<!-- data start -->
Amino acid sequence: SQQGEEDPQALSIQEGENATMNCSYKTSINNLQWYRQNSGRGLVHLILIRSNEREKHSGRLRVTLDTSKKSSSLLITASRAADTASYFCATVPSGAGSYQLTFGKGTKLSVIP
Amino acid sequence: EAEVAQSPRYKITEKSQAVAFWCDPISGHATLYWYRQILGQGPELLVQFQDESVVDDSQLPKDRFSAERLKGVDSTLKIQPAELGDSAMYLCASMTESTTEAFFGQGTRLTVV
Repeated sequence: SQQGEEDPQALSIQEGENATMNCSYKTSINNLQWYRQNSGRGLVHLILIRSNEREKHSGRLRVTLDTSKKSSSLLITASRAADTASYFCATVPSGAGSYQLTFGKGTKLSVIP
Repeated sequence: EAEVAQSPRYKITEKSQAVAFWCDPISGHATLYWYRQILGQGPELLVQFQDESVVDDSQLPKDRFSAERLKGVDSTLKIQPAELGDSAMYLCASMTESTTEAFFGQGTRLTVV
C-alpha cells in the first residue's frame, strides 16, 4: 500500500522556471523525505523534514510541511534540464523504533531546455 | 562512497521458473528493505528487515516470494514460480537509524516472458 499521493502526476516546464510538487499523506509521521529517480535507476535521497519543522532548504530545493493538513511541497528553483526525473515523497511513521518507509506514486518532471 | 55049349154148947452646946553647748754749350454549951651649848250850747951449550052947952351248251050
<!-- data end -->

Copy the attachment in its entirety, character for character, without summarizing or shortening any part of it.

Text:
Amino acid sequence: SQQGEEDPQALSIQEGENATMNCSYKTSINNLQWYRQNSGRGLVHLILIRSNEREKHSGRLRVTLDTSKKSSSLLITASRAADTASYFCATVPSGAGSYQLTFGKGTKLSVIP
Amino acid sequence: EAEVAQSPRYKITEKSQAVAFWCDPISGHATLYWYRQILGQGPELLVQFQDESVVDDSQLPKDRFSAERLKGVDSTLKIQPAELGDSAMYLCASMTESTTEAFFGQGTRLTVV
Repeated sequence: SQQGEEDPQALSIQEGENATMNCSYKTSINNLQWYRQNSGRGLVHLILIRSNEREKHSGRLRVTLDTSKKSSSLLITASRAADTASYFCATVPSGAGSYQLTFGKGTKLSVIP
Repeated sequence: EAEVAQSPRYKITEKSQAVAFWCDPISGHATLYWYRQILGQGPELLVQFQDESVVDDSQLPKDRFSAERLKGVDSTLKIQPAELGDSAMYLCASMTESTTEAFFGQGTRLTVV
C-alpha cells in the first residue's frame, strides 16, 4: 500500500522556471523525505523534514510541511534540464523504533531546455 | 562512497521458473528493505528487515516470494514460480537509524516472458 499521493502526476516546464510538487499523506509521521529517480535507476535521497519543522532548504530545493493538513511541497528553483526525473515523497511513521518507509506514486518532471 | 55049349154148947452646946553647748754749350454549951651649848250850747951449550052947952351248251050